Having already commanded one successful challenge in 1970, Lindsay Cunningham returned to C-Class action in 1985 with Victoria 150. Skipper Craig Cairns and Crew Scott Anderson looked to be in for a tough matchup with veteran American team at Roton Point, who were ready with a new boat Patient Lady VI. However structural issues plagued the Americans. Patient Lady proved to be slightly heavier than anticipated, and while the Americans had a slight edge on the beats, the lightweight Victoria was far too quick off the wind. The Australians sailed lower and faster and staked their claim to a 4-0 victory, taking the Cup back to MacRae Yacht Club.
Participation in the class began waning after the Cup was ousted from Roton Point. The 60s had seen a challenge every year, and the activity level remained quite high all the way into the mid 80s. However by the time the 90s rolled around whatever had been driving the class was gradually drying up. After their stunning performance in 1987 aboard Victoria 150, Lindsay Cunningham’s squad only faced four challenges in the next nine years. They easily defeated the British Hinge in 1987, a boat that, despite showing promise, was shipped to MacRae without even having been tested. They then topped the American effort Wingmill in 1989 without even having to race after the former capsized and broke up ten minutes before the start of Race One. 1991 looked like it might signify a class resurgence when challenges from both America and France emerged. However Otip capsized and was destroyed during the selection series, and while Freedoms Wing, designed Gino Morelli and sailed by Pete Melvin, gave the Aussies some stiff competition, losing one race by less than a second, they still went away on the short end of 4-1 series defeat. Another challenge would not emerge until 1996, when a the United State’s Cogito, sailed by Duncan MacLane, finally wrested the cup away from the Australians. For whatever reason Cogito’s win seemingly sounded a death knell for the “Little America’s Cup” as it was then known. Despite being the pinnacle of catamaran development at the time, Cogito signified the end of the era. The Americans returned home ready to mount their first defense, but the Cup sat in Bristol, Rhode Island, unchallenged for the next eight years. Finally, with the class clearly stagnated, Sea Cliff Yacht Club repossessed the trophy, and the class looked to have reached it’s last legs. However when fresh challenges arrived from Britain and Australia class chairman Steve Clark jumped at the chance to restructure the class and change its racing format.
Format Change – The International C-Class Challenge Cup
During the eight years spent waiting for a challenge Clark had come to the conclusion that the C-Class Catamaran bylaws, as they then stood, were not conducive to class development. The challenger-defender format prohibited the current cup holder from doing anything to promote the C-Cat, and the strict nationality rules prevented prospective participants from finding any low budget entry into the class. Additionally the best of seven match race series seemed insufficient, with a maximum of seven races looking like a small reward for all the work that goes into developing a C-Class Catamaran. With this in mind Clark created the International C-Class Challenge Cup, now the main event in C-Class Catamaran racing. Under the new format more than one challenge could be accepted, with a fleet race determining the right the challenge for the cup. In 2004 Cogito and Patient Lady VI emerged from the fleet series, outlasting Britain’s Team Invictus and Australia’s Ronstan, with the Cogito team of Clark and MacLane fending off Patient Lady, sailed by Lars Guck and Stan Shreyer, in the finals. However in 2007 the story was different, with Canada’s Alpha, sailed by Fred Eaton and Magnus Clarke, wresting the Cup away from Cogito. The Canadians successfully defended their title in 2010 aboard Canaan against challenges from Australia, Britain, France, and the United States. In 2013 they will face challenges from Britain, France, Switzerland, Italy, and the United States, with as many at 16 boats expected on the line.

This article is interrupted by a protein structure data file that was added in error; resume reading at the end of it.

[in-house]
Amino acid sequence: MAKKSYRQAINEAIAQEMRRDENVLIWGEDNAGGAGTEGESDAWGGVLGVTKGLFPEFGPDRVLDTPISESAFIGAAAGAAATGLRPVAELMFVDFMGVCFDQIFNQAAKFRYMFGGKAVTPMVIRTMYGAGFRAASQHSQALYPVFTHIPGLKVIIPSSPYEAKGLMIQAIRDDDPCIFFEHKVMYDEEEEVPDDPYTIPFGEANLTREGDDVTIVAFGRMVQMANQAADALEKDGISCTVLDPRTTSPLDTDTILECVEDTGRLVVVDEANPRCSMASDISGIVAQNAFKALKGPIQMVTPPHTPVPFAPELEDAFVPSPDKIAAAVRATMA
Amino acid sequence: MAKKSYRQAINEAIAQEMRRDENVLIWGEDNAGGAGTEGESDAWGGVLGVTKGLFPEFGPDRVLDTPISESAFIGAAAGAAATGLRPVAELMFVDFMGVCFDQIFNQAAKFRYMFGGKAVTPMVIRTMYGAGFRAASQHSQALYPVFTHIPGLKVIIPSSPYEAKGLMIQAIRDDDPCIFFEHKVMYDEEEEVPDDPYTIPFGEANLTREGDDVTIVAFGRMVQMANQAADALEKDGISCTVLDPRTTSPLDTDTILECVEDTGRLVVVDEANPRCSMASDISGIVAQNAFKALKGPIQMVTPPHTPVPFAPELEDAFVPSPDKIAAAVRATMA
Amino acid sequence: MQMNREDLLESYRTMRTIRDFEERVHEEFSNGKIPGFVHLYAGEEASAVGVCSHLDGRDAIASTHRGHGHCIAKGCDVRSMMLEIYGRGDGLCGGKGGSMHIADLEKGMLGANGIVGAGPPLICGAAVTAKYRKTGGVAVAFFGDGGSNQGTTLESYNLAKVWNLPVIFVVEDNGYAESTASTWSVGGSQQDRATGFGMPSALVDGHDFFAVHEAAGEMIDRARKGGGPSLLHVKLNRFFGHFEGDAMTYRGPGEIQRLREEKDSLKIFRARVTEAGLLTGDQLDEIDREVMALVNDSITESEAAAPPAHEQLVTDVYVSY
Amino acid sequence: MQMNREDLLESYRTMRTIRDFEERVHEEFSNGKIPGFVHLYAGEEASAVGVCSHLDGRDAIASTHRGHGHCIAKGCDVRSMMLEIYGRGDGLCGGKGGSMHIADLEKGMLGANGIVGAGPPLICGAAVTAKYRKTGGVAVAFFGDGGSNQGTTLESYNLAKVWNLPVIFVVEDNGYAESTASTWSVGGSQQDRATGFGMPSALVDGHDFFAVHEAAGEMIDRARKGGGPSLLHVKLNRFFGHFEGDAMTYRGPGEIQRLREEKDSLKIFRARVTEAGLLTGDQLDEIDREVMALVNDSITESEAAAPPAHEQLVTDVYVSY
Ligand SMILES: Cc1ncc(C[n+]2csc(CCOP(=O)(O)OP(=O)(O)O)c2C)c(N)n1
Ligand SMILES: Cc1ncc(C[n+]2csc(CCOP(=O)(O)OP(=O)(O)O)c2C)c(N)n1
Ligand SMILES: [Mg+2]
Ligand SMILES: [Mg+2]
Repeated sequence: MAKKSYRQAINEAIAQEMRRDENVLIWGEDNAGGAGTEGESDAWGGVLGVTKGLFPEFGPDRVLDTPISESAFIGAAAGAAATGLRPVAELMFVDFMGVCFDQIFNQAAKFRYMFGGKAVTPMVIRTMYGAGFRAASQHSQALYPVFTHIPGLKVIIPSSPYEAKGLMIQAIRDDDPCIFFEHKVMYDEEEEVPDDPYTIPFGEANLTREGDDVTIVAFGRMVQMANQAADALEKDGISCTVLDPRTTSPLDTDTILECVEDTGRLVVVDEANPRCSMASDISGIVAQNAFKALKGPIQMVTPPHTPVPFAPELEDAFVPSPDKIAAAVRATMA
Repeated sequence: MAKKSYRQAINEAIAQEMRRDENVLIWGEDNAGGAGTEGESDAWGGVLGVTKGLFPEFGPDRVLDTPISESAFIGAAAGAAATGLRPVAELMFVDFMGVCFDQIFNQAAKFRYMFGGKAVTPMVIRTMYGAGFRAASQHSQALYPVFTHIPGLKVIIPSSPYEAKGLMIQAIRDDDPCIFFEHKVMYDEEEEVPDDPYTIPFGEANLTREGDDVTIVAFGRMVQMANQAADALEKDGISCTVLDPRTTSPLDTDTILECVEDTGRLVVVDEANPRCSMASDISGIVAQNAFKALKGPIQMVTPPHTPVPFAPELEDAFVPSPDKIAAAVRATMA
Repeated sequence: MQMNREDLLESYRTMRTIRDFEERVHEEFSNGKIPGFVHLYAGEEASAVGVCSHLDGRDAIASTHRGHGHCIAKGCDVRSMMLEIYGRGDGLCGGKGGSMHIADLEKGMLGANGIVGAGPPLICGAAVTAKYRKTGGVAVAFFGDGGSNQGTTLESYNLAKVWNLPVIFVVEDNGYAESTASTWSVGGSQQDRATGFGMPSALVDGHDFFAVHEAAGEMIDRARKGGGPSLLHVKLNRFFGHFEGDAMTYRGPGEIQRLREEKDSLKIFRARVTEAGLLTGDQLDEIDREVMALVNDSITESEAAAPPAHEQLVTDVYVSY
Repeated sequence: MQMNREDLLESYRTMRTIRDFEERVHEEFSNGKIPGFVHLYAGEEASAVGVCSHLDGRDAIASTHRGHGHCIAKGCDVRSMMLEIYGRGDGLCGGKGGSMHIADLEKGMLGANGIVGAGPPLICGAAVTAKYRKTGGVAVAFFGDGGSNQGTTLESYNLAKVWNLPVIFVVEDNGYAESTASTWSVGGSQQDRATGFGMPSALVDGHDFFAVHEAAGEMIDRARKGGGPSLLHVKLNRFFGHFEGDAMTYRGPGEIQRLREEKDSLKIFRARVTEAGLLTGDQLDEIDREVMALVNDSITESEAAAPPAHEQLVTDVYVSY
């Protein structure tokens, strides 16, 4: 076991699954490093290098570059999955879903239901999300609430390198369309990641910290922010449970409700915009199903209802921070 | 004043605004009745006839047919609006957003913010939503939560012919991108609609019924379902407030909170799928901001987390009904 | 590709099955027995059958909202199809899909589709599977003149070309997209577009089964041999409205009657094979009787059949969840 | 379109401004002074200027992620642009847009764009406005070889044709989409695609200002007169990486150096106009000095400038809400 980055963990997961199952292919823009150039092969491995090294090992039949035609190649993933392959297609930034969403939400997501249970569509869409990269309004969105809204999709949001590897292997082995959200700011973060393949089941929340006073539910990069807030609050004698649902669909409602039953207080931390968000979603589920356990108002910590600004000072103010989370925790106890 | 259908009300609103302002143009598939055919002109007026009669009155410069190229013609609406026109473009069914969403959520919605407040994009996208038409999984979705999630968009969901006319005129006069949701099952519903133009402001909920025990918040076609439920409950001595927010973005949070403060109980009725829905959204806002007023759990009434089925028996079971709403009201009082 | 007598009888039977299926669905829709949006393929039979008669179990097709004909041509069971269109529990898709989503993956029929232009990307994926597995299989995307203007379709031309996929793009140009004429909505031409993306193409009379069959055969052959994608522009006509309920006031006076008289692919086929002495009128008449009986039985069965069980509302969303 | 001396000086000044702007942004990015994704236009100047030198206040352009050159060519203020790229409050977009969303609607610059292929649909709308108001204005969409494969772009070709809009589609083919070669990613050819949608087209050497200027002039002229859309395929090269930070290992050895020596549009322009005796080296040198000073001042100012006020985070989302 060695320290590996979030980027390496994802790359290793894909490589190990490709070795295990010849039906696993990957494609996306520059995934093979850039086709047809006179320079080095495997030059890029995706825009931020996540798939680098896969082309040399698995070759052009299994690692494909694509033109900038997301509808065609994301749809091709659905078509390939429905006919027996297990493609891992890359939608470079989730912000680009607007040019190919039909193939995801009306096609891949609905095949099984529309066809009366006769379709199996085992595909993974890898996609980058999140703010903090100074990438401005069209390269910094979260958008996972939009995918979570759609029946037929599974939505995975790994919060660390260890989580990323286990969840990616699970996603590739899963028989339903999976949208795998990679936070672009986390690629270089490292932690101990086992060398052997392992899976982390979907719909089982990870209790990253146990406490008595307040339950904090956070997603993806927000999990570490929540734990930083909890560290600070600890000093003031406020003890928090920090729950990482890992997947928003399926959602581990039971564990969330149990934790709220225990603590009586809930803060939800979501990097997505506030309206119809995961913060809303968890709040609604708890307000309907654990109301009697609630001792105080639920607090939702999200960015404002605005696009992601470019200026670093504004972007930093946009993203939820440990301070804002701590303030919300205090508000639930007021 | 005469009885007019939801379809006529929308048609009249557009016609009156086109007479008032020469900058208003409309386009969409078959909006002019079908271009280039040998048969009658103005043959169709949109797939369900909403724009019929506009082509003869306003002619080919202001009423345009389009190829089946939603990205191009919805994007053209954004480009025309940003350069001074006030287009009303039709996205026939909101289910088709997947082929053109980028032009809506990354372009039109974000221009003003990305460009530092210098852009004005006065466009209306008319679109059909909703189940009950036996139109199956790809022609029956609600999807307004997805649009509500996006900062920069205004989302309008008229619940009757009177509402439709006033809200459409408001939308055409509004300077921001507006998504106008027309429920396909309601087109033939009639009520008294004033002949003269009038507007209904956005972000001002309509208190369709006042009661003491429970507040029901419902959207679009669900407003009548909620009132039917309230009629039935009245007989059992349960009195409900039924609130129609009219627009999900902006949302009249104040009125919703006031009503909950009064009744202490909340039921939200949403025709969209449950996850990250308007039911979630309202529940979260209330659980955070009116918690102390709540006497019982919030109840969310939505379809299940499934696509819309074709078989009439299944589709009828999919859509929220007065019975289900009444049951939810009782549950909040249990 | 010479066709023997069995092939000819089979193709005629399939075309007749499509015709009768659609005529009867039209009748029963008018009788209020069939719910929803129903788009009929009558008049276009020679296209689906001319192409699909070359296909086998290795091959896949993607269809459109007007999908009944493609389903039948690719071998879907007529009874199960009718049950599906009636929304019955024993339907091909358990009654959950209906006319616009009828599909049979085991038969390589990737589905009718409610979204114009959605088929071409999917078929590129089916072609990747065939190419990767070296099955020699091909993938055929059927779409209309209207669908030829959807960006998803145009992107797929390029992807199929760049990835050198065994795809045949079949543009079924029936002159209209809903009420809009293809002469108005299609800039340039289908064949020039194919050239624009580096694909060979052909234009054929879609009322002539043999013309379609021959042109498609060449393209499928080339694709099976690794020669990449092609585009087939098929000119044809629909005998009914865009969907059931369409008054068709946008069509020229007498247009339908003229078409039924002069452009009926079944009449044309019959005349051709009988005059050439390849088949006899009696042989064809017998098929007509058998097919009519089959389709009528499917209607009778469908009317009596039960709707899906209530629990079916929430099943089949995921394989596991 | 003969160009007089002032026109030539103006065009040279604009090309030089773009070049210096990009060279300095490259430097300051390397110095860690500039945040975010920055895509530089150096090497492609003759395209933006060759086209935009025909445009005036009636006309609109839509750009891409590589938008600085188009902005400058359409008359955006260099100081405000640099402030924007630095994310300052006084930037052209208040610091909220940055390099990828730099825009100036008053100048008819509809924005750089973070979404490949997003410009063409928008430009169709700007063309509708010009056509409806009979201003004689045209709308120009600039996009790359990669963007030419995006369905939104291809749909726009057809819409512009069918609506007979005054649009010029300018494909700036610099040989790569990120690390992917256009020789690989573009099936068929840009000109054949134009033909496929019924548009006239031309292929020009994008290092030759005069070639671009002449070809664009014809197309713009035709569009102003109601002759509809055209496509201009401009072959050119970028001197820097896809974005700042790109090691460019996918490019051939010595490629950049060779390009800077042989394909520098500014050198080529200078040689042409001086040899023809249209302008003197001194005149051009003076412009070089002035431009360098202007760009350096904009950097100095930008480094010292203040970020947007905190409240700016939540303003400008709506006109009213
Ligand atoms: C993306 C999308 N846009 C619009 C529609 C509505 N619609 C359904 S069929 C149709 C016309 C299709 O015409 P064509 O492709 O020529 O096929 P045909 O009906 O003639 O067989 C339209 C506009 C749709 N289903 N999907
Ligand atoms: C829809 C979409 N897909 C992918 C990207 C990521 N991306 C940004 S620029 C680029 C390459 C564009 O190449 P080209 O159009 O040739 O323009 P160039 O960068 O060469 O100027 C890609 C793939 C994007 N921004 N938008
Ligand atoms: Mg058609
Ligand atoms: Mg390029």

Since the creation of the IYRU classification system the A-Class and B-Class have been the most popular of the four. The A-Class quickly became one of the more popular high performance dinghies in the world, and has remained more or less the same apart from adopting a minimum weight. The B-Class meanwhile became very popular, eventually evolving into the modern Tornado. However gaining the Olympic selection ultimately halted development. The D-Class meanwhile never really got started, while the C-Class probably would not have either without the impetus of the Little America’s Cup and the current International C-Class Catamaran Challenge Cup. However, while numbers remained thin, the challenge format of the racing did provide the motivation for much of the original development in racing catamarans, and the C-Class has remained at the forefront of multihull development ever since.